Reynolds is an ordained minister, a contributor for TheRootDC and the author of six books, including “Out of Hell and Living Well, Healing from the Inside Out,” a spiritual biography which describes her personal battle with addiction and the program she launched to help others.

President Barack Obama embraces Health and Human Services Secretary Kathleen Sebelius, left, and House Speaker Nancy Pelosi in the White House after he signed the health care bill. (Charles Dharapak/AP)

What the naysayers don’t understand is that the Affordable Care Act is not just about politics. It’s about life and death.

The Affordable Care Act expands health-care coverage for low-income Americans. It enables everyone to receive recommended preventive services at no cost and expands community-based primary and preventive care. It prevents insurance companies from refusing to cover those with pre-existing conditions, and it enables young adults to continue receiving health insurance coverage through their parents until age 26.

While the basics sound innocuous, they are a response to an urgent message. According to a recent study by Families U.S.A., a health-care advocacy group, 26,100 people between ages 25 and 64 died prematurely because of a lack of health coverage in 20l0. The report, based on a methodology developed by the Institute of Medicine, also found that between 2005 and 2010, nearly 4,500 deaths were caused due to a lack of health care in the District, Virginia and Maryland.

Seniors too often have to split pills or skip dosages of life-saving drugs because of Medicaid prescription drug gaps called doughnut holes, when seniors must pay for medication out of their own pockets. By starting to close the doughnut hole, 5.3 million people with Medicare Part D have saved $3.7 billion since the law was enacted. And more than 2.2 million people with traditional Medicare benefited from the new Annual Wellness Visit in 2011, according to the AARP.

Moreover, since the law was passed, 2.4 million black seniors with Medicare have received preventive services such as diabetes screening and 5.5 million black Americans now have coverage for preventative health care services without additional cost sharing according to reports released by the Department of Heath and Human resources.

Beginning in August, women of all income brackets will be able to obtain contraception, annual well-woman visits, screenings for sexually transmitted infections and gestational diabetes, breast-feeding support and supplies, and domestic violence screenings without any co-pays or deductibles. The act also prohibits insurance companies from charging women higher premiums than men for the same insurance coverage and from denying women health coverage for “preexisting conditions” such as breast cancer, pregnancy and domestic violence.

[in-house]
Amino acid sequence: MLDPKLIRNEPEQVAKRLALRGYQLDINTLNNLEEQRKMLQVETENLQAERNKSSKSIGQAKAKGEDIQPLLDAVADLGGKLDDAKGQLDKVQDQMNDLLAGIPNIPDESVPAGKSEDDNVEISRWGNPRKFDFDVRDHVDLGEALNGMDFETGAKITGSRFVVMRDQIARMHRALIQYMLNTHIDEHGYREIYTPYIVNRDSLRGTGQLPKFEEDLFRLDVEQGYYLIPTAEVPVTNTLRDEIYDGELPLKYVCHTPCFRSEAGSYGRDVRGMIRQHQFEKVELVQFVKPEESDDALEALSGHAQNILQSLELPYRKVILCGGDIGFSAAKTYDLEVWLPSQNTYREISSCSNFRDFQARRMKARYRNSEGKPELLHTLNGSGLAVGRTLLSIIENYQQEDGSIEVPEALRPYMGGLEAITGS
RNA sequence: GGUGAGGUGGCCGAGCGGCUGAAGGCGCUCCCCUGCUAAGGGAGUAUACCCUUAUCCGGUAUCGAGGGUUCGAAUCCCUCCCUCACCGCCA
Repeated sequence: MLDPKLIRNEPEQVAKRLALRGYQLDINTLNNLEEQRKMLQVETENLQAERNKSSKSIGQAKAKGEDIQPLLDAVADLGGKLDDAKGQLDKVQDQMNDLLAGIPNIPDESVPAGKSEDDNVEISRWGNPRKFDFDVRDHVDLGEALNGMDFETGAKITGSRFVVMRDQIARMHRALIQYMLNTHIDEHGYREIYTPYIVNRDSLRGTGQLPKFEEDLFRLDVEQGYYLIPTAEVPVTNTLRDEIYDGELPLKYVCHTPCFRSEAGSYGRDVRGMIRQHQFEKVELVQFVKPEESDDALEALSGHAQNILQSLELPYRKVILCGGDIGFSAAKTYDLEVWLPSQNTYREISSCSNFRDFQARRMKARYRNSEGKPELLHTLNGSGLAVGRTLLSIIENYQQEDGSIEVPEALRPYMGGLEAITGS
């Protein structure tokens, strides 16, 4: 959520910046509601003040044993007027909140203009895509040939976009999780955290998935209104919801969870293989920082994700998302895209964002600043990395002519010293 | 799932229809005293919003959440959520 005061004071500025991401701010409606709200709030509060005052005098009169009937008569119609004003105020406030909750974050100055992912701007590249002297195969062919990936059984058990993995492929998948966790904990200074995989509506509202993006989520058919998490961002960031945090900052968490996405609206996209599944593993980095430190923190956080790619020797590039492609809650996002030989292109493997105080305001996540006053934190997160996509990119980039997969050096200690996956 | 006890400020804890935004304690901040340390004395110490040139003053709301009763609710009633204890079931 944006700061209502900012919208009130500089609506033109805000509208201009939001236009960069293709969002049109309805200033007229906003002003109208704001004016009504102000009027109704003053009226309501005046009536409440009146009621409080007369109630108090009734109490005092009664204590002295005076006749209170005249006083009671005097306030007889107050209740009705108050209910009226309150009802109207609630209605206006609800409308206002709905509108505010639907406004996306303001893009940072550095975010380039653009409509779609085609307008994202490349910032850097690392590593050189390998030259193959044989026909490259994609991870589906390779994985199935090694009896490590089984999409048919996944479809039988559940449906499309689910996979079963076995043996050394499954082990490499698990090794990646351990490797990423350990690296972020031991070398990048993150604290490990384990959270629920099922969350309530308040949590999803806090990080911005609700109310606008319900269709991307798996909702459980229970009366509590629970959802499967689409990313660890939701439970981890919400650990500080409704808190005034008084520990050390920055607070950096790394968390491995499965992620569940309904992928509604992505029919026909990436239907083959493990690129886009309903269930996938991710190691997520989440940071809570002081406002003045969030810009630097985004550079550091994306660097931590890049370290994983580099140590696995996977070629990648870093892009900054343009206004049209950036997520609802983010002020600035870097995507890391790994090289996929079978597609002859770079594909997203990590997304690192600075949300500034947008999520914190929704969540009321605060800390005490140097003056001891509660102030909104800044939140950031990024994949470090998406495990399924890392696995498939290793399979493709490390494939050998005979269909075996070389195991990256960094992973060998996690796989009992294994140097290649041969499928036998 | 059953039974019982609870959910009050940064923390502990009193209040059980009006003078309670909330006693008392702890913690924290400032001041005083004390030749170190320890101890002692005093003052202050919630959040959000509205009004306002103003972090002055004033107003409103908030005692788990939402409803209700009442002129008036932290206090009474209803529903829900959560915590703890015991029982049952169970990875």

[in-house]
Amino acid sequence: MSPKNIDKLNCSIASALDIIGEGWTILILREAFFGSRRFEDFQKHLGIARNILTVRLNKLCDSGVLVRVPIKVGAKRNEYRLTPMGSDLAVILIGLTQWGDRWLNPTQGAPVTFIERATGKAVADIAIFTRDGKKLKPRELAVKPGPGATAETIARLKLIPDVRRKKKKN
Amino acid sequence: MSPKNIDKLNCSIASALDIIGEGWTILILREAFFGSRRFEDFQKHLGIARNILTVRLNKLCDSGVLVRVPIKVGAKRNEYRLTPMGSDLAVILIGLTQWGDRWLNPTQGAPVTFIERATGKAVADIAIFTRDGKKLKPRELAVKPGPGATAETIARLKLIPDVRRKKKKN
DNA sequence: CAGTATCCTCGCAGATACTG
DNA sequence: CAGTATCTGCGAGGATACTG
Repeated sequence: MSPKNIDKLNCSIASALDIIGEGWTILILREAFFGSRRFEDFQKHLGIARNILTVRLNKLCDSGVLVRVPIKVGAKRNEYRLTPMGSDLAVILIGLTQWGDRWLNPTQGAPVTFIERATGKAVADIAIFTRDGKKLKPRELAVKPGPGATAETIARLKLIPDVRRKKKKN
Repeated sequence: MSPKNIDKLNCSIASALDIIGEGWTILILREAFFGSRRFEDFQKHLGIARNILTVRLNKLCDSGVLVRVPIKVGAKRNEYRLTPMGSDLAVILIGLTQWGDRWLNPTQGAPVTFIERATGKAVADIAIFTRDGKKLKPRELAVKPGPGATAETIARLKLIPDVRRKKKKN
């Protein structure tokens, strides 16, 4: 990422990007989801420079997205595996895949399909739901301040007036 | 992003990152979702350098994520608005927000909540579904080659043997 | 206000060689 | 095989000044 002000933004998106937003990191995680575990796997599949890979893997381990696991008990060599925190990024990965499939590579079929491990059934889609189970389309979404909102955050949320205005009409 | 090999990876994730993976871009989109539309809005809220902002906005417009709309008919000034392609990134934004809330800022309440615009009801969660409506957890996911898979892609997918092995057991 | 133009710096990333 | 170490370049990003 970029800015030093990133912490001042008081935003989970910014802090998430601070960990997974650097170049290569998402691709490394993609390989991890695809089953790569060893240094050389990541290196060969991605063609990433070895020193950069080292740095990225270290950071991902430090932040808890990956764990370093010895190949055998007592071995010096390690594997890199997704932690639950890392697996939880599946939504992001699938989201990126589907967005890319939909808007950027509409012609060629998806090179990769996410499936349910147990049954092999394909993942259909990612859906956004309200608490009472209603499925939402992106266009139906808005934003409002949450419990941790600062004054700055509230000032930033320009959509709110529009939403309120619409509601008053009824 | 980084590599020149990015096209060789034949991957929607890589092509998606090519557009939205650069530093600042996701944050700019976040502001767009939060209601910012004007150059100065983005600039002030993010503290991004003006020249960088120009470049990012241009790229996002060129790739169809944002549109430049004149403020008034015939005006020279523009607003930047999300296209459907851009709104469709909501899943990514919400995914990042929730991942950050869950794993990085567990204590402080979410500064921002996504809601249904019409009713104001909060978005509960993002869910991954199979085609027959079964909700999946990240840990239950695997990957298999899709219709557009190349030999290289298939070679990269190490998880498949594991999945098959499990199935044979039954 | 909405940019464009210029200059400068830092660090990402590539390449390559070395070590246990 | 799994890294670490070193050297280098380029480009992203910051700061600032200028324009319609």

Eleanor Hinton Hoytt, president of the Black Women’s Health Imperative, calls the act a major victory for African American women. She estimates that under the law, about 5.5 million black women have already received expanded, no-cost preventive services in 2011, such as Pap tests and mammograms. Also, about 440,000 young black adults have obtained health insurance by staying on a parent’s health insurance.

David Bositis, senior research director for the Joint Center for Political and Economic Studies, says about 36 percent of African Americans have no health insurance vs. 12 percent of whites. Because blacks suffer from hypertension, diabetes and cancer at virtually double the rates of whites, insurance companies would often “cherry pick,” or exclude those with medical problems.

Bositis asked, “I wonder why those who are fighting this law do not care about the high death rate and high rates of the illnesses of black Americans?”

Indeed, the health-care debate cannot be just another Washington power trip. The status quo of 50 years has been broken, but a bitter, hostile divide remains. How else would you describe a movement that is demanding that the sickest who die the quickest suffer needlessly in one of the wealthiest nations in the world?

Some experts, however, argue that the law does not go far enough. Clark Newhall, director of Health Justice, advocates a single-pay system such as Medicare for everyone. “Medicare for people over 65 is paid for by taxpayers, government administered, allows patients to choose their doctors with a overhead of 3 percent. Private insurers sometimes operate with 20 percent or more overhead and have to return a profit. One day, you will see Obamacare is primarily a bailout for the insurance companies.”

“Doctor”Obama’s prescription may not be a cure-all for the nation’s health-care problems, but in this political climate, it is a lifesaver. Not bad for a long-awaited start.

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